Usually, a recording agreement states that the label will own all master recordings recorded by the artist during the term of the agreement.
“Work made for hire” is another buzz word that artists (and labels) think applies because there was payment for services – and because mostly all recording agreements include this language. A work made for hire must be made by an employee under the scope of his or her employment, or in the case of independent contractors, must be specifically commissioned by the party seeking to own the work and fall within certain categories listed in the law.
In most situations where artists are recording music, the parties involved (whether it be artist v. label, artist v. recording studio, artist v. producer/engineer, etc.) are independent contractors, so the employee provision will not apply.
Sound recordings are also not included in the specific categories that copyright law lists as eligible for work made for hire status. Most labels make the argument that record albums are collective works (one of the allowed work made for hire categories), but this ambiguity leaves masters open for joint ownership without a proper copyright assignment.
When has this come up in the real world?
Here's a recent example: A&M Records sued a recording studio, claiming one of the studio owners had rights to the master recordings for the album Temple of the Dog, by the band of the same name, which was a side project between musicians Chris Cornell (Soundgarden, Audioslave) and Eddie Vedder (Pearl Jam).
The label claimed it bought the masters and the rights from the studio and had an agreement to prove it, but those on the studio side said that not all owners of the studio had signed the agreement, and the owner who had not signed the agreement had not given up his rights to the recordings. The lawsuit recently settled out of court, and the tapes were returned to Cornell.
What can I do to ensure that I fully own my masters?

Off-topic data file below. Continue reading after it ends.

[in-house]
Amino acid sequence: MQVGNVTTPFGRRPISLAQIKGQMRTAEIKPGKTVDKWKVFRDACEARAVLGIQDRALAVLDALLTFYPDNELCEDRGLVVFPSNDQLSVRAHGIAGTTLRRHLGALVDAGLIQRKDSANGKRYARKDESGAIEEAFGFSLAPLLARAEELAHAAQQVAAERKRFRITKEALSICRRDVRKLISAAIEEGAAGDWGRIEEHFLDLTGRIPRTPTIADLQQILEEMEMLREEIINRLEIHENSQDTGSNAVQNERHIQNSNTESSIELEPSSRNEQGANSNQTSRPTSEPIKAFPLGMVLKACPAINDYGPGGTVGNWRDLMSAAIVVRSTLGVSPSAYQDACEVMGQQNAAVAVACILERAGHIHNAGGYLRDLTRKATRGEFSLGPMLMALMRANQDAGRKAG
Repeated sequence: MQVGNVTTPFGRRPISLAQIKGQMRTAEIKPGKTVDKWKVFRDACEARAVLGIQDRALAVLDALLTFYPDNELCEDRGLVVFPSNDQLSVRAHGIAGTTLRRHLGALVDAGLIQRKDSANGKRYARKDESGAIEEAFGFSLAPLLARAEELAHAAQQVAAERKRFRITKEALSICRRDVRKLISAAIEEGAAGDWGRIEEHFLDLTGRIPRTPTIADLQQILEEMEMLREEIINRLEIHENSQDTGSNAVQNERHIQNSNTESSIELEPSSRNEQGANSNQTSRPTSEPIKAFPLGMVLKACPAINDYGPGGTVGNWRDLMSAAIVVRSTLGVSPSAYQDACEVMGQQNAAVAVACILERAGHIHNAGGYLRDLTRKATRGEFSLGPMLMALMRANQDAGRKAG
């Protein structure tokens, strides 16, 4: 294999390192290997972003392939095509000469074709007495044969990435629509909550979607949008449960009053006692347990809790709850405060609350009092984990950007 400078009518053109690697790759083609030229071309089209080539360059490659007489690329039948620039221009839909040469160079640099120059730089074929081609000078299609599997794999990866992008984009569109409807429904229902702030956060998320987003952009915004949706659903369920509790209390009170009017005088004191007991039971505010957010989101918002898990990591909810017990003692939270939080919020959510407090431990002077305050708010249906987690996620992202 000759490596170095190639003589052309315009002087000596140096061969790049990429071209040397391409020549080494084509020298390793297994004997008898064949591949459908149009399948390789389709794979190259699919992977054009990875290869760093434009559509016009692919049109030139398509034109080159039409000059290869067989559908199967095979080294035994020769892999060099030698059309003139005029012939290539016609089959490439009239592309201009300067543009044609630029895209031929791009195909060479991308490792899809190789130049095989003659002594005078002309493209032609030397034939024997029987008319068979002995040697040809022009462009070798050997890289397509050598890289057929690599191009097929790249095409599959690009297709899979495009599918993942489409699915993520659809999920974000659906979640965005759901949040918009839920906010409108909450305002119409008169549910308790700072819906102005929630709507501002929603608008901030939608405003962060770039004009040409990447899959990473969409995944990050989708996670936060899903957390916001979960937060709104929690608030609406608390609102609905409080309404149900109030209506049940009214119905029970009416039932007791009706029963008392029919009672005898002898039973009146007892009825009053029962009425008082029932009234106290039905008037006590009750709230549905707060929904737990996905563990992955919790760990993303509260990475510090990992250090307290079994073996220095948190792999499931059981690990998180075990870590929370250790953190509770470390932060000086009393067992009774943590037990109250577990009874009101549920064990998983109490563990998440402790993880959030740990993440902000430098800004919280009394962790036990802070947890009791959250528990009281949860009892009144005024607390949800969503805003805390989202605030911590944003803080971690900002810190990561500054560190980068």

Artist intending to fully own their masters should have written agreements in place with everyone involved in the recording process: the studio, engineers, producers, and hired musicians. These agreements should clearly state that the artist owns the masters, and include language whereby these contributors will transfer their rights in the masters to the artist.
These agreements do involve many components and complex language, so they should be drafted by an experienced music attorney. If you're unable to hire an attorney, DIY templates of the appropriate agreements can be downloaded from Indie Artist Resource.
Do you have questions that you’d like to get answered in an upcoming "Ask a Music Lawyer" article? Please send topic requests to firstname.lastname@example.org. Please note that specific case advice cannot be given, and if you have questions pertaining to an issue you are personally experiencing, you should seek a consultation with a music attorney.
Disclaimer: This article is for educational and informational purposes only and not for the purpose of providing legal advice. The content contained in this article is not legal advice or a legal opinion on any specific matter or matters. This article does not constitute or create an attorney-client relationship between Erin M. Jacobson, Esq. and you or any other user. The law may vary based on the facts or particular circumstances or the law in your state. You should not rely on, act, or fail to act, upon this information without seeking the professional counsel of an attorney licensed in your state.
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Next up: Copyright Essentials: What Every Musician Should Know
Erin M. Jacobson is a practicing music attorney, experienced deal negotiator, and seasoned advisor of intellectual property rights. She protects clients ranging from Grammy and Emmy Award winners to independent artists, record labels, music publishers, and production companies. Ms. Jacobson also owns and oversees all operations for Indie Artist Resource, the independent musician’s resource for legal and business protection offering template contracts, consultations, and other services designed to meet the unique needs of independent musicians.